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SMAW big rod uphill problem

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  • SMAW big rod uphill problem

    I'm working on a project at work where I'm welding a 3/4" plate to a piece of rec tubing that is 3/16" wall. I have to build the weld quite a ways out, and have been using a 3/16" rod on the flat stuff with pretty good results. I've tried 3/16" 7018 on the vertical and overhead stuff, but the puddle keeps blowing out. I've tried all kinds of head settings with the same results. Both pieces are preheated before I weld. I can get beautiful welds with the 1/8" rod in any position, but the bigger rod is acting like a beast. Any suggestions? Is the larger rod just for really, really thick metal? Thanks!

  • #2
    Are you using ac or dc?

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    • #3
      DCEN. I've tried to run beads on some heavy scrap with the triangle pattern uphill, but I keep cratering after a couple rounds. It's also near impossible to me to keep the arc length short enough with the larger rods which makes it spit and sputter worse.

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      • #4
        All in the joint!

        Hi crzdriver, I can only think of one time I ever ran 3/16 7018 vertically. Ran it overhead a lot on one project where it was required, ever tho we had wire feeders.
        The one time I ran it vertically was on some sheet pile, only because thatís all we had at the time. When welding interlocks on sheet pile itís almost the perfect joint! Itís almost like welding two pieces of 1 1/2 -inch round stock together. I remember being shocked at how easy it was, also remember having to really increase the angle, like maybe twice the angle, have to really force the metal up hill! But to just make a pass vertically on a flat plate with 3/16 7018 Iíd say youíd be the man!

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        • #5
          Try running the 7018 on DCEP.

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          • #6
            Well, I worked on some scrap 5/8 plate this morning as a last resort before giving up. After many close attempts, I fingered it out. The trick is to make your side to side bead, then sweep straight up the root, maybe about 3/4 of an inch. You want to go far enough to let the last bead freeze, but not so far that the slag freezes before you sweep back down. The key is to build the weld so that you aren't always working in a huge pool of lava at 200 amps. Thanks for the input.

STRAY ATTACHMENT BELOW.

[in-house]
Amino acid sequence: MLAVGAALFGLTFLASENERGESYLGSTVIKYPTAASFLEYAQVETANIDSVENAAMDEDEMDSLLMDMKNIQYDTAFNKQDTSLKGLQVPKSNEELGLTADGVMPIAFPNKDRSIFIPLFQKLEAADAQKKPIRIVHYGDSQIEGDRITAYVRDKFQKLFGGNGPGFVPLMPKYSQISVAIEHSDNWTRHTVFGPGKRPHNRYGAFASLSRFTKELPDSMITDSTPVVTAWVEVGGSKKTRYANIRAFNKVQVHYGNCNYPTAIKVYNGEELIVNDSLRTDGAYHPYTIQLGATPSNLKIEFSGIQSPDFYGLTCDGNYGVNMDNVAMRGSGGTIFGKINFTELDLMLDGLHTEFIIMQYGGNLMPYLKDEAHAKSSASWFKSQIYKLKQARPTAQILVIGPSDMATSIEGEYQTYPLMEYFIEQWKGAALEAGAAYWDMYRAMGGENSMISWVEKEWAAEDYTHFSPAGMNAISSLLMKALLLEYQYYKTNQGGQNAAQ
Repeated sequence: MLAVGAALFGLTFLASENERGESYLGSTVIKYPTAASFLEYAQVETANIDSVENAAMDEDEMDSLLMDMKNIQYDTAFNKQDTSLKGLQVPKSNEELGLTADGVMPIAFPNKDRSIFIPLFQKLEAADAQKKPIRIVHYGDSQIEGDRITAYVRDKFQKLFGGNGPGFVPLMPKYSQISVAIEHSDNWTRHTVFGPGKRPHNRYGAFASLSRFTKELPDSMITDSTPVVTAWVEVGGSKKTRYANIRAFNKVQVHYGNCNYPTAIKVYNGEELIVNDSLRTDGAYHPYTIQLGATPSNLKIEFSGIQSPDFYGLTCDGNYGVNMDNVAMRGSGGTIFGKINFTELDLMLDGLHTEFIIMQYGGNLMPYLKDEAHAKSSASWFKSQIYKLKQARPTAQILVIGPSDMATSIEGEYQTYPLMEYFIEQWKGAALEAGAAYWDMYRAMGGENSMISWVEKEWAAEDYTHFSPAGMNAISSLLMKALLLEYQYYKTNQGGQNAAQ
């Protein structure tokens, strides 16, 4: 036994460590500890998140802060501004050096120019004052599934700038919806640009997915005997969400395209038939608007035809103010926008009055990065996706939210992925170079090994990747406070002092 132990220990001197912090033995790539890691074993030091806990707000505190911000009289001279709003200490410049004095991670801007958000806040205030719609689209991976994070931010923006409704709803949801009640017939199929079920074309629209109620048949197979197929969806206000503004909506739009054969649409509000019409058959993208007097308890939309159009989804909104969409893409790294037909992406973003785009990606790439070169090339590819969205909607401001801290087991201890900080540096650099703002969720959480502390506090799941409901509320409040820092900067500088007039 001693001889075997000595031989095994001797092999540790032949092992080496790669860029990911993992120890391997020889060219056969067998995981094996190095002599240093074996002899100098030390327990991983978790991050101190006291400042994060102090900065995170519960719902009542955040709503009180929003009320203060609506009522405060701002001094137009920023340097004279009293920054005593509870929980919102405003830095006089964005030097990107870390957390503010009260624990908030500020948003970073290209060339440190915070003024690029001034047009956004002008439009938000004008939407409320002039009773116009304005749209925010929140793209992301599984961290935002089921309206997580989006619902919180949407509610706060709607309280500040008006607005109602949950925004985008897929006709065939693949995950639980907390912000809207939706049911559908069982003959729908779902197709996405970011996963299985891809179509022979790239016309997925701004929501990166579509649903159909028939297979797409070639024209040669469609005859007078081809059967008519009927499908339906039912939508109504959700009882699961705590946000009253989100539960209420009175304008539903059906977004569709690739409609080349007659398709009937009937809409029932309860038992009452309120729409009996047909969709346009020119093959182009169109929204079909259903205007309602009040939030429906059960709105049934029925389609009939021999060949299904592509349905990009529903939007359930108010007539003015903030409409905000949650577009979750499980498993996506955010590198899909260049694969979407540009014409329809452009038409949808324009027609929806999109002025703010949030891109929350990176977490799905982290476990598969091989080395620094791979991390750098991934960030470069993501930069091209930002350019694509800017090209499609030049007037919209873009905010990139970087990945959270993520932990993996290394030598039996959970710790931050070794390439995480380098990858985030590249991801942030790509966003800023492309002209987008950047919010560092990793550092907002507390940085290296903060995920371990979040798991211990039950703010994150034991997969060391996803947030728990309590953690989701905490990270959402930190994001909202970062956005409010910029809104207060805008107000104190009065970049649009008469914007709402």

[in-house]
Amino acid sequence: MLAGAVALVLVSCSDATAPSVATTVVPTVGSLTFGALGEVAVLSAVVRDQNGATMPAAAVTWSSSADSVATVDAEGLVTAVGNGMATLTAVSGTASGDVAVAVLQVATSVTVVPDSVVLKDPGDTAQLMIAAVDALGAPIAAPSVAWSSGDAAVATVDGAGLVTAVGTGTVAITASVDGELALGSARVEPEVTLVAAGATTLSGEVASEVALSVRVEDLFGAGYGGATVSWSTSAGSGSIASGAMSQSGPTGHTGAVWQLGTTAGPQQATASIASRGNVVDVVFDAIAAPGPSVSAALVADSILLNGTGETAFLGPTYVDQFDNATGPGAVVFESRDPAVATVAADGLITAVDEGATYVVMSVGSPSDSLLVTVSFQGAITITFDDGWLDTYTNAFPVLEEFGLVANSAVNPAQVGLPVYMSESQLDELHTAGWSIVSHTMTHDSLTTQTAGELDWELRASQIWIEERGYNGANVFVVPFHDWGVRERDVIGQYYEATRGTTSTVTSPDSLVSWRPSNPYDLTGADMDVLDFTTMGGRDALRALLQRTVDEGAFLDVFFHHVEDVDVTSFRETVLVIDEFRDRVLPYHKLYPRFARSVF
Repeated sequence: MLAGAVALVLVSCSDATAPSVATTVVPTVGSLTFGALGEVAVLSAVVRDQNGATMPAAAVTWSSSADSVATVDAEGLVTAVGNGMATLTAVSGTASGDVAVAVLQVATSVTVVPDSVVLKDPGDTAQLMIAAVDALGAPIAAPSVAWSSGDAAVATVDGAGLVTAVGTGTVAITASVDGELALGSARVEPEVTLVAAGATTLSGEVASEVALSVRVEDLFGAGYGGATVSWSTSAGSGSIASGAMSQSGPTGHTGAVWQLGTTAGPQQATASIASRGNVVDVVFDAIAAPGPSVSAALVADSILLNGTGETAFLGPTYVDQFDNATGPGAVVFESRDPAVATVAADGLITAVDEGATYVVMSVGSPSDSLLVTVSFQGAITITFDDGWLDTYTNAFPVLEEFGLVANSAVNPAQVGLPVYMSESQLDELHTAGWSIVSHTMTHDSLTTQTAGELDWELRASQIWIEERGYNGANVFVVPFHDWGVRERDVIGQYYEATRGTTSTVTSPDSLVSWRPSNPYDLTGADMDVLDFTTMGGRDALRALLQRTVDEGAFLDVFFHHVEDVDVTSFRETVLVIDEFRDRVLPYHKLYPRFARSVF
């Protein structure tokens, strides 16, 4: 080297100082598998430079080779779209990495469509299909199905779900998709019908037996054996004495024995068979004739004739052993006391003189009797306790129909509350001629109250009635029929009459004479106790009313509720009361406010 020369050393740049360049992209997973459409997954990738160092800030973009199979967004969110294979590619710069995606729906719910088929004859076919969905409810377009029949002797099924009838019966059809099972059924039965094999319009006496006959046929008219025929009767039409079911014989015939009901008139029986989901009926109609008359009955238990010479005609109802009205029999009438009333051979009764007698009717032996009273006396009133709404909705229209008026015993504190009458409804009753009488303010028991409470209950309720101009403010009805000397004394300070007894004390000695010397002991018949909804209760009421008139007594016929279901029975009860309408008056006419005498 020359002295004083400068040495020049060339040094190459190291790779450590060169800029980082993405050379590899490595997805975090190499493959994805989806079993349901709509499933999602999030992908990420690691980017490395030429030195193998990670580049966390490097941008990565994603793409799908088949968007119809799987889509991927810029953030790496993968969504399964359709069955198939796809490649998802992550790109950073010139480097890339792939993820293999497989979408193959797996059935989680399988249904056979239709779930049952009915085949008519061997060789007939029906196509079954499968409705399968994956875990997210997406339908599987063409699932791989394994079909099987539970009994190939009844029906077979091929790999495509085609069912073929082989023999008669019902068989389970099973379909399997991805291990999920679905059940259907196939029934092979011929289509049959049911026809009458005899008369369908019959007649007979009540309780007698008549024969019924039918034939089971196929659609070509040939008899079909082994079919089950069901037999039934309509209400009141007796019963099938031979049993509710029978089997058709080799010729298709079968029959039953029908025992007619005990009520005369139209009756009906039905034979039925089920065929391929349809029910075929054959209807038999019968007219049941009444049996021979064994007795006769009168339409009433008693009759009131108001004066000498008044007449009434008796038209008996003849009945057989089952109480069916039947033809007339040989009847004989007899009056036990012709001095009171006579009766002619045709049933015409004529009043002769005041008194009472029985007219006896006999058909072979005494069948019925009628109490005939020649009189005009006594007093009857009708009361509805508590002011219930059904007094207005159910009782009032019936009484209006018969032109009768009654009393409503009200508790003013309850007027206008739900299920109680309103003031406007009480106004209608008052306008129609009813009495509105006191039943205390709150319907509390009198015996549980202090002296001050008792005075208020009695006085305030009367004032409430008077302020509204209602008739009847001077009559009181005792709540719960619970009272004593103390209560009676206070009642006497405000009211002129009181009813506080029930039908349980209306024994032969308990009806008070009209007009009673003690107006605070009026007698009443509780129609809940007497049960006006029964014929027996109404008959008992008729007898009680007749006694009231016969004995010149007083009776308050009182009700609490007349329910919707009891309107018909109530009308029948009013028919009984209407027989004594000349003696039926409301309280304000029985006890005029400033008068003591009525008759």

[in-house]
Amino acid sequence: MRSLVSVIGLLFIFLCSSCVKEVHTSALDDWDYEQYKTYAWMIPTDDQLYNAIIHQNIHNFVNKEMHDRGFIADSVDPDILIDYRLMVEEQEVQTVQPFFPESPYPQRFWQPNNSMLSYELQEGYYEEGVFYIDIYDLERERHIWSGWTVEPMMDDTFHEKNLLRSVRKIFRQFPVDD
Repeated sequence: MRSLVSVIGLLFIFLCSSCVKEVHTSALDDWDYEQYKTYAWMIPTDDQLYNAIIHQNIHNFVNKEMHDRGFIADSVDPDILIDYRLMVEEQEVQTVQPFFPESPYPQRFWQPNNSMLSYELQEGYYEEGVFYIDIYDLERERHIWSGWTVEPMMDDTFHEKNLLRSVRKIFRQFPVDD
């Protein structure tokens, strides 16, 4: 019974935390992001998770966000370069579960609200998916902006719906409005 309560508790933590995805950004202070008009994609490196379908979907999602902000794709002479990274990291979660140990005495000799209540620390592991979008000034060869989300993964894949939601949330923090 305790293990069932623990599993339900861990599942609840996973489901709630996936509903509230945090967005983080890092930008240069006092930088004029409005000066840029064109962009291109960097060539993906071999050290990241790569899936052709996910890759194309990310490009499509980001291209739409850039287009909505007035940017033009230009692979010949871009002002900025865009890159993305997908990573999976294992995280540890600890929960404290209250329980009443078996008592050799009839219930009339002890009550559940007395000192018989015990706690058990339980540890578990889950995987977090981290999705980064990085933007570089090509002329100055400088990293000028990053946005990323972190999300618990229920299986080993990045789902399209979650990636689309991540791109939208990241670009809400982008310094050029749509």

BTW-Isn't 7018 spec'd all over the planet for reverse pole?
            Last edited by crzdriver; 12-07-2006, 03:59 PM. Reason: update

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            • #7
              Originally posted by JonnyTIG View Post
              Try running the 7018 on DCEP.
              I agree

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              • #8
                Yes it is listed DCEP. The previous post I answered stated DCEN, so I thought that might be the problem.

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                • #9
                  Originally posted by crzdriver View Post
                  BTW-Isn't 7018 spec'd all over the planet for reverse pole?
                  Reverse polarity is DC Electrode Positive (DCEP). Sounds backwards, but that's the way it is, many people get confused about this. Straight polarity is DCEN.

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                  • #10
                    It is easier to weld with a smaller diameter rod and lower amps when
                    welding in a vertical position.
                    Have watched tradesmen welding vertical up and have observed them
                    going to a fair amount of trouble to get the correct amperage,they
                    usually used a 1/8th rod.
                    If you get the opportunity watch someone who is a competant
                    out of position welder making these types of welds, it makes it much
                    easier when you try them yourself.

                    R W

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                    • #11
                      i was having problems with a 5/32 10018 rod and an old field hand told me to just jam it in there and go. it worked.

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